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Marketing Your Practice in the Social Media Age
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As a young ophthalmologist entering the marketplace, you face many challenges that were not present just a few years ago. To be successful, you must focus your time and energy on developing a business model that will sustain your growth for many years to come. Whether you are a solo practitioner or part of a group, the modern challenges remain: how do you grow your business?

It is likely that as a YO, you are more familiar with social media and the Internet than some of your more seasoned colleagues. However, using these social media platforms as marketing tools may be more challenging than you realize.

Integrating new technology into your business plan, while important, may not be embraced by your colleagues. However, regardless of any resistance you may encounter, you should persist in your endeavors to use social media.

Patients are Looking for You
As of 2009, 50 percent of all Americans turn to the Internet for health-related questions. In fact, they turn to the Internet first, before consulting with you. Moreover, this population is becoming more discerning and demanding.

Prospective patients are no longer satisfied with simply looking up addresses and phone numbers. Rather, these savvy Internet users use the Internet to research your background and develop a sense of who you are as a person.

While it is important for your patients to be able to look up the basics — where you went to school, the insurances you accept and your office hours — they want and expect much more than just a simple verification of your credentials. They want to know who you are outside of your clinical persona. That is, what are your hobbies, do you have a family, what do you enjoy most about your profession, etc. This is the type of information that patients will use to differentiate you from your colleagues.

Why is this exchange of information so valuable to a prospective patient? This “soft” information allows them to evaluate you by using a matrix they can understand. Let’s face it: clinically, they really have no way of knowing if you are the best at what you do. But they can make decisions using soft information obtained from other patients you have treated.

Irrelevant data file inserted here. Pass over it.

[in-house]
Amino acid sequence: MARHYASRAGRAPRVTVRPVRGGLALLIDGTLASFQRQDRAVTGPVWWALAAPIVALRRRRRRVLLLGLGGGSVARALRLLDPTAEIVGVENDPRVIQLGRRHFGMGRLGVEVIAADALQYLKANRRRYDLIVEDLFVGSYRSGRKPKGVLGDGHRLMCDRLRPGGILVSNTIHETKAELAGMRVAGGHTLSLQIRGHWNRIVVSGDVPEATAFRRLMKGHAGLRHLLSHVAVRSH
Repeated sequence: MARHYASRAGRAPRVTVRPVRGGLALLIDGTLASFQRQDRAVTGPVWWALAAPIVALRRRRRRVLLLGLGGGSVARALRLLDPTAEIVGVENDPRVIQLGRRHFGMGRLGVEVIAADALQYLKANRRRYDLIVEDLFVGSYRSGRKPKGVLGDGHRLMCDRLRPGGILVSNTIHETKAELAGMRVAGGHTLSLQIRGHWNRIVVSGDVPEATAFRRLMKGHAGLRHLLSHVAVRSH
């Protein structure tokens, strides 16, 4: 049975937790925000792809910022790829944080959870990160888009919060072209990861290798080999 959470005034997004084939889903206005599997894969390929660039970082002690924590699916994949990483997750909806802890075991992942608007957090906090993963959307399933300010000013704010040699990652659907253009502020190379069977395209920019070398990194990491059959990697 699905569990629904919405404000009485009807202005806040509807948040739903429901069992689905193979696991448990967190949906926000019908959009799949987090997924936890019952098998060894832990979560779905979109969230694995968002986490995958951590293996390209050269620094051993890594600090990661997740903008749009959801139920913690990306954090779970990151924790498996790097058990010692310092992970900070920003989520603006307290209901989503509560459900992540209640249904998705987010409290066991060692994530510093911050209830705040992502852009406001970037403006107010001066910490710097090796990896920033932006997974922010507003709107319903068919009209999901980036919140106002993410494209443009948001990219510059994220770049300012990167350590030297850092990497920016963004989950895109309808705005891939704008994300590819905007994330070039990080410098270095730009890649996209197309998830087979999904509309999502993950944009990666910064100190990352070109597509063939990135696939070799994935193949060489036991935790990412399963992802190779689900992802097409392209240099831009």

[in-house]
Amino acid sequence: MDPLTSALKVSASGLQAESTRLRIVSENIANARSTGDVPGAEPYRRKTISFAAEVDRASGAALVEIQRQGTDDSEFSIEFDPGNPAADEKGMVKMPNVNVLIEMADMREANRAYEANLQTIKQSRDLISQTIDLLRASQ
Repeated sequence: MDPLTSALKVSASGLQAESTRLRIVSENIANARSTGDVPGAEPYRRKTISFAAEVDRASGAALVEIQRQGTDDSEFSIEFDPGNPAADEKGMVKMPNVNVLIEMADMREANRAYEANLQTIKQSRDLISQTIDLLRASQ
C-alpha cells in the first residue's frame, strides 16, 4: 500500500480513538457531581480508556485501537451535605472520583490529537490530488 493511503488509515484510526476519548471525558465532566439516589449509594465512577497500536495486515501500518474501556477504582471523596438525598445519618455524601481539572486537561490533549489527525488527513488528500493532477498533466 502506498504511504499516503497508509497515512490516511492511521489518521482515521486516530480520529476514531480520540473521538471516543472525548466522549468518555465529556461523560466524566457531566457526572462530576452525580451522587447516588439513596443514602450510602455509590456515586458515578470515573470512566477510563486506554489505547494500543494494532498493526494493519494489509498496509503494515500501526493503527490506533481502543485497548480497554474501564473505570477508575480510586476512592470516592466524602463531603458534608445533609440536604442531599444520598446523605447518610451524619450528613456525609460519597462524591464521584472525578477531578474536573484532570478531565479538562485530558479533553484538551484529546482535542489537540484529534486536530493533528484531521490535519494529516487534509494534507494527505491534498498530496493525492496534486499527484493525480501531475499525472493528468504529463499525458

Prospective patients are looking for reassurance that other patients have trusted you, been happy with the care you provided and liked you as a person. These are the measures by which you will be judged. Why not join in the conversation?

In order to do so, you need to have more than a static Web page/site. While important, you need to give prospective patients some insight into who you are and why they should trust you with their care.

Who’s on the Internet
When I started out with my blog on retinal diseases, I was expecting to create a following of young diabetics. After all, I assumed the younger generation, who were certainly more computer literate, would be my core readers. I was wrong.

My biggest followers are actually the baby boomers, especially those over 60. Why? They have the time and motivation to do their own research.

What About Social Media?
In order for social media to be effective, you need to start by creating a website. Once you have your website established, you can begin to use social media to drive traffic (visitors) to your site. Personally, I like Facebook, LinkedIn and Twitter. I have found that each of these platforms targets a slightly different demographic.

For example, Facebook tends to develop more social networks that are composed mainly of friends, family, acquaintances, etc. It is also a great way to let your “friends” know the specific type of medicine you practice. Don’t assume they all know exactly what you do!

Similarly, LinkedIn is used more by professionals (non-doctors) and is a great venue for professionals to keep in touch with each other. I always recommend using LinkedIn as a means to attract employees and staff. Generally, this is not a platform you would use to communicate with prospective patients.

Lastly, Twitter has many facets. It is primarily used by those with online businesses and is used to draw attention to a particular Web page or article. Again, it is not a practice builder per se, but, can definitely generate traffic to your website and, more importantly, can be used to start conversations that will eventually lead to increased Web visibility.

Remember, with or without social media, you do not exist without a website. You need to develop your website first, then develop your brand by using social media platforms.

Making the Internet a Better Place
As more and more doctors take time to publish credible information on their websites, the quality of information found on the Internet actually improves. Keep in mind that as you are “marketing” yourself, you are also educating and improving public health. It is scary to think that most perceived health authorities on the Internet are not even doctors.

Make no mistake, social media is affecting your practice, whether you choose to participate or not. If you choose to embrace change by using social media, you will find your practice is filled with patients who not only embrace you for your medical expertise but, more importantly, for the person you are and how you make them feel. Isn’t this why we went to medical school?

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About the author: Randall Wong, MD, is a retinal specialist, entrepreneur and health care marketer in Virginia. For more on his use of social media, read his post “Blog Improves My Medical Practice.” Follow him on Twitter @retinadoc.

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